Jake Allen better give him goalposts an extra tap before his next game.
The St. Louis Blues goaltender dodged embarrassment of epic proportions on Friday when a wobbly golf shot of a dump-in nearly skipped past him and into the net.
The St. Louis Blues hosted the official retirement announcement of legendary goalie Martin Brodeur Thursday, and although he only played seven games for the franchise – after spending the previous 1,259 regular-season games with the New Jersey Devils – the surefire first-ballot Hockey Hall-of-Famer used the occasion to reflect with the Blues on his staggeringly successful career and his decision to hang up his skates and pads for good at age 42. Read more
Martin Brodeur’s 125th and final NHL shutout, with the exception of the fact it was recorded with the St. Louis Blues, was a fairly routine affair. He faced just 16 shots and made a couple of big stops in the first period, but in general terms had a fairly easy night.
Brodeur’s critics will try to diminish his laundry list of accomplishments by saying that Brodeur had far too many nights like that during his career, that he was the beneficiary of playing for teams that played defensive hockey with a religious zeal and didn’t allow chances, either in high number or high quality, that most other goaltenders had to face.
When Martin Brodeur retires on Thursday, he’ll take with him the two most important regular season goaltending records: wins and shutouts. With 691 victories and 125 blank slates, there’s reason to believe his records will be left standing for a long, long time.
It’s not that the figures Brodeur posted are so astronomical that they can’t be matched, it’s that the way the NHL works now will likely never allow for a player to reach them. Brodeur had suited up for 168 games before his fourth professional season, and played more than 70 games in 10 straight campaigns. Today, most goaltenders don’t break into the NHL until they’re 24 or 25, and once they do they’re brought in slowly.
That said, how do today’s best goaltenders stack up to Brodeur’s behemoth totals? And is there any present day netminder who can come close to his records? Read more
The busy season continues, with lots to report on in the prospect world. The CHL Top Prospects Game was last week, while the North American League Prospects Tournament field was just announced. Toss in the American League’s All-Star Game and there’s a lot to cover off, so let’s look at some of the kids we’re excited to see in the NHL one day.
Penguins GM Jim Rutherford is known around the NHL to be fond of working well in advance of the NHL trade deadline, so news he had made another move Tuesday night was not terribly surprising. What was, though, was the deal he made, sending useful center Marcel Goc to St. Louis in exchange for rugged center Maxim Lapierre.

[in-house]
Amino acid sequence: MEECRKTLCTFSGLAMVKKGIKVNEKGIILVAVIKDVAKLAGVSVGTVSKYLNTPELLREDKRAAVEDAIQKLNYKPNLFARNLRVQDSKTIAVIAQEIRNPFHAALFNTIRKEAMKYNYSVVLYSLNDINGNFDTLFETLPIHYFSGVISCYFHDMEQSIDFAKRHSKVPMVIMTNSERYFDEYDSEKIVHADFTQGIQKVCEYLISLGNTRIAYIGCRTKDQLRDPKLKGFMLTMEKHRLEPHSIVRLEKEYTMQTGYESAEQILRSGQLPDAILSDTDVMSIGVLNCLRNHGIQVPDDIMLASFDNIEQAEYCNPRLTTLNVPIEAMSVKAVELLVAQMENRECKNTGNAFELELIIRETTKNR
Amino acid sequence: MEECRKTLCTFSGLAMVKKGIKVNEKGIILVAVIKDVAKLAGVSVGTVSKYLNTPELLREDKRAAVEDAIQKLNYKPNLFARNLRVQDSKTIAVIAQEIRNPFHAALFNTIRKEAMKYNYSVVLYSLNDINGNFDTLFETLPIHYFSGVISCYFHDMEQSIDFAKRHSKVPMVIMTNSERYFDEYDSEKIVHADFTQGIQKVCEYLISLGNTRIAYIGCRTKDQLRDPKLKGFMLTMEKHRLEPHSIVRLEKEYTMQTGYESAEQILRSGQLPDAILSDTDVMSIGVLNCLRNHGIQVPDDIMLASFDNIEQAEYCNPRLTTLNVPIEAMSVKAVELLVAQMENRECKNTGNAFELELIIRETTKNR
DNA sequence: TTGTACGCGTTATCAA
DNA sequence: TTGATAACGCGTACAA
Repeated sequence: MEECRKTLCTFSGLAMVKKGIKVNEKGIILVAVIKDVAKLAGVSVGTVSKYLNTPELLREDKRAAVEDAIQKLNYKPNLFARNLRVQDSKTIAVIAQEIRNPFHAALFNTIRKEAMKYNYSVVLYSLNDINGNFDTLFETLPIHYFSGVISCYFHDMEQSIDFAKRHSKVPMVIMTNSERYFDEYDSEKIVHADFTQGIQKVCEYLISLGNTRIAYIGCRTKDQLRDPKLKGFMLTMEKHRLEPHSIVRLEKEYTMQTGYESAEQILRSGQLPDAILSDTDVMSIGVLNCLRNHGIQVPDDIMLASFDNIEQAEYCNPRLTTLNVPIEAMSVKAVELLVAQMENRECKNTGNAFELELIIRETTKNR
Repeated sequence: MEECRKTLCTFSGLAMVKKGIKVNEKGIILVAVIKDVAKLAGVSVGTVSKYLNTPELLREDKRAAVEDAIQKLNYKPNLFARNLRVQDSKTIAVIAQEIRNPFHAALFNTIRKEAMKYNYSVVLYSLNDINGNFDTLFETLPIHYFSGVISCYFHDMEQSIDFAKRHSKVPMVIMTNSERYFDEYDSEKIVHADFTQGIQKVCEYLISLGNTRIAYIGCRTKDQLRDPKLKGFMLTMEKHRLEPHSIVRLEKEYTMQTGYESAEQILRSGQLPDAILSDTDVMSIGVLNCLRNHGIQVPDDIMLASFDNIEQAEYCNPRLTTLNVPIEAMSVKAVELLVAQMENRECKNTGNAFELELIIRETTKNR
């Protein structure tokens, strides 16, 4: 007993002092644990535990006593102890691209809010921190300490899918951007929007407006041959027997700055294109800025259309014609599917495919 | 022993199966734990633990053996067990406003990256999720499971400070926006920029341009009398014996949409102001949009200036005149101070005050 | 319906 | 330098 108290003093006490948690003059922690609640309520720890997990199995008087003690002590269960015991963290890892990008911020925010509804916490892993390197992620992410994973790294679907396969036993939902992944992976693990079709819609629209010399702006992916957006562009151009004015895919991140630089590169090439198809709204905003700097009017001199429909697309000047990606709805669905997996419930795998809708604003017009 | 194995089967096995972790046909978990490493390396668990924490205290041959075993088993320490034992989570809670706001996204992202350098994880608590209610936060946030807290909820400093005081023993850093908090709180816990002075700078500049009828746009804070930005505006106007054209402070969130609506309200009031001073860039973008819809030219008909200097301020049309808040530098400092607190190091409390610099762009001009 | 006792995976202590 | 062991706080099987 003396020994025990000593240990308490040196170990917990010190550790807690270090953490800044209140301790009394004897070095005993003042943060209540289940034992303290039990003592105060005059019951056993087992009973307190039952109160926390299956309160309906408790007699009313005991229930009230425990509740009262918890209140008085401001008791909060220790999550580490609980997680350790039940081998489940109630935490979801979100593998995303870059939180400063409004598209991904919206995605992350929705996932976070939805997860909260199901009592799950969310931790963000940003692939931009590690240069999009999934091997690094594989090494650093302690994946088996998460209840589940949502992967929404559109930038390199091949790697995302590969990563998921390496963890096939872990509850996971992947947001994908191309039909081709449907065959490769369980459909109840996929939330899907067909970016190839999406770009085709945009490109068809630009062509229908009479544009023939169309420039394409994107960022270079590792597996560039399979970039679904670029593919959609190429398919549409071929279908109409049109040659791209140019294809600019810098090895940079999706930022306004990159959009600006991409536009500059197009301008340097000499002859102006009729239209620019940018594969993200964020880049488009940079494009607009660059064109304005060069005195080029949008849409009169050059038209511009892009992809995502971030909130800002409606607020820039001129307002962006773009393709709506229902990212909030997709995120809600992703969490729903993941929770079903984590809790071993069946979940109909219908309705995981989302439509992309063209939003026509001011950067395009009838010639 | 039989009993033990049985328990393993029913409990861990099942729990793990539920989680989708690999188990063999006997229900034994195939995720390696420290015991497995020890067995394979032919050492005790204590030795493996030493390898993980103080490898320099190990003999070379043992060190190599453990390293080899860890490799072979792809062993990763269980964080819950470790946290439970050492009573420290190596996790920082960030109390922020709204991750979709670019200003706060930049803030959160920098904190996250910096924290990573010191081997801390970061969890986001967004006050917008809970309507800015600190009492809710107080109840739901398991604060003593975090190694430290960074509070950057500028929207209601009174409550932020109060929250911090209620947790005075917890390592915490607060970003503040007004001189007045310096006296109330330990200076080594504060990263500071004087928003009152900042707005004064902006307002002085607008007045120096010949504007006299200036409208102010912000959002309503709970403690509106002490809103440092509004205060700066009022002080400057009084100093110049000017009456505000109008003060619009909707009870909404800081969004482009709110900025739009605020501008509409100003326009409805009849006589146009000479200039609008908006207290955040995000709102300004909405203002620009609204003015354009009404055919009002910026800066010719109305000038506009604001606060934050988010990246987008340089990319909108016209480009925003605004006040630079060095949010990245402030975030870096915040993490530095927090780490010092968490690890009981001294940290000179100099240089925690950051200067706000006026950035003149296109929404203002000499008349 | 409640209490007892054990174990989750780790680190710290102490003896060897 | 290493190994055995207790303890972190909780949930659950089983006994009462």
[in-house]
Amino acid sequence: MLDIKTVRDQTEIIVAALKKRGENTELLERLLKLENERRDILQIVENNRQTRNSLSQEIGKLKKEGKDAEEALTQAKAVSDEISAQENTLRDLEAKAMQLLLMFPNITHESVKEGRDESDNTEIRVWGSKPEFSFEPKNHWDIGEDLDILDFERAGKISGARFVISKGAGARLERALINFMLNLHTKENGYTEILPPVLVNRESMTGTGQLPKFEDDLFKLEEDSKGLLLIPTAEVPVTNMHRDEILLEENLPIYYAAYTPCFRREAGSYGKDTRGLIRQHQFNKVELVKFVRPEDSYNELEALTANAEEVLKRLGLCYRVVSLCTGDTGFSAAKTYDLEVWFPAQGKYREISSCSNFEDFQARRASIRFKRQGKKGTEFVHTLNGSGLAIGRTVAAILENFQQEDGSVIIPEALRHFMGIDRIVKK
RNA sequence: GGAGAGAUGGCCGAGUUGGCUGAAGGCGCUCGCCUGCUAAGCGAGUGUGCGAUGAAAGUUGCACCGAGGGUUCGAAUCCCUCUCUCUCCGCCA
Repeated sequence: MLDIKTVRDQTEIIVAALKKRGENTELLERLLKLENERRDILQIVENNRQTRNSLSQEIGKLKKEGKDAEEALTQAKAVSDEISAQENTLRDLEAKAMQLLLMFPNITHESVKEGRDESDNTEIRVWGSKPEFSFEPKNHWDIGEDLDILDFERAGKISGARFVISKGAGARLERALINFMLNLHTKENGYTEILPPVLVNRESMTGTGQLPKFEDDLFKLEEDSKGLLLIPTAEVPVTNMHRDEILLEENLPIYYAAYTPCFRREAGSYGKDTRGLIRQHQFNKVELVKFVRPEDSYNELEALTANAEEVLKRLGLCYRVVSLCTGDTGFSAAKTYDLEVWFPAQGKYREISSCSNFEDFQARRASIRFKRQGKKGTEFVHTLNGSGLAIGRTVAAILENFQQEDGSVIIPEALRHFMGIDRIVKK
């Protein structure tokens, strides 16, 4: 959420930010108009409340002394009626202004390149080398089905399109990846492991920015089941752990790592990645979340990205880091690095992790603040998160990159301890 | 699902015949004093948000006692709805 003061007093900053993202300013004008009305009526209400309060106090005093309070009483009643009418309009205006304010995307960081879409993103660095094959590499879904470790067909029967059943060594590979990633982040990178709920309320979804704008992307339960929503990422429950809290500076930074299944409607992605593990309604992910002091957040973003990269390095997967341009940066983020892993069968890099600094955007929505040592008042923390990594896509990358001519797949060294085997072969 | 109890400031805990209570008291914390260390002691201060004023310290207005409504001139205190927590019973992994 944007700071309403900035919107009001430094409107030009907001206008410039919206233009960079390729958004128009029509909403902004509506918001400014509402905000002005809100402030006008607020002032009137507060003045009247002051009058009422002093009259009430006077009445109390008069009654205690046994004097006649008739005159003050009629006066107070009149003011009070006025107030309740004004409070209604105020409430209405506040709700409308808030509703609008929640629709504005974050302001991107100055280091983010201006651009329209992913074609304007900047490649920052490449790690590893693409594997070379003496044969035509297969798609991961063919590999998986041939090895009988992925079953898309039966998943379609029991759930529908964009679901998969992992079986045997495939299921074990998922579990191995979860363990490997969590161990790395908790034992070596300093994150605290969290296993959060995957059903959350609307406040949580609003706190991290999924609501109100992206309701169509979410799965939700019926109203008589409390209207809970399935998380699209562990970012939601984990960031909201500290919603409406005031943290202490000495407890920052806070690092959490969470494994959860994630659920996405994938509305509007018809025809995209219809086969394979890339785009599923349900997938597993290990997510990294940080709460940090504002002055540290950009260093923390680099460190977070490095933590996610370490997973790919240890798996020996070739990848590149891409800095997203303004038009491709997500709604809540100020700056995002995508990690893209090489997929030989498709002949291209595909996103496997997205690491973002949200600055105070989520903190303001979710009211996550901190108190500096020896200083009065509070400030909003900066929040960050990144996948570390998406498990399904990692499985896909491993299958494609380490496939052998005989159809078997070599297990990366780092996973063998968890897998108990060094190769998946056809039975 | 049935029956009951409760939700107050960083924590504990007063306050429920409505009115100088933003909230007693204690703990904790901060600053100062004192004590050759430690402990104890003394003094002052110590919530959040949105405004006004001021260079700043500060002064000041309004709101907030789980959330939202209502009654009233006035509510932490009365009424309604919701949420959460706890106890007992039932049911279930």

The 31-year-old Goc, who came to Pittsburgh late last season from Florida, had become a dependable penalty-killer under coach Mike Johnston – he led the team’s forwards in average PK time (3:00) in 43 games this year – and Blues coach Ken Hitchcock will be licking his chops looking forward to utilizing him. Coming to the Penguins in return is the 29-year-old Lapierre, who was averaging only 10:21 per game in St. Louis. He’s spent time on the Blues’ PK, but he’s clearly coming over to give the Pens more toughness and edge. Read more
Veteran right winger Radek Dvorak, who played 1,260 career regular-season NHL games with eight teams over 18 years, retired Tuesday.
The 37-year-old Dvorak was drafted by the Florida Panthers 10th overall in 1995, and developed into a solid, if unspectacular forward who could play defense (he still holds Florida’s team record for most shorthanded goals, with 16). He had a 31-goal campaign for the Rangers in 2000-01, but never scored more than 20 in a single season after that. Having had two separate stints with the team, he’s second in Panthers franchise history in games played (613), but also spent time with the Blueshirts, Edmonton Oilers, St. Louis Blues, Atlanta Thrashers, Dallas Stars, Anaheim Ducks and the Carolina Hurricanes. And he represented his homeland at the 2002 Olympics, the 2004 World Cup of Hockey, and numerous IIHF World Championships. Read more
We knew it was coming, and now it’s official: Martin Brodeur does not play hockey in the NHL anymore. The man who rewrote the goaltending record books as a New Jersey Devil will end his brief stint in the St. Louis Blues’ crease and join their front office.
How do we say goodbye to Marty? For starters, let’s fondly reflect on his best career moments. Here are 10 to ponder.
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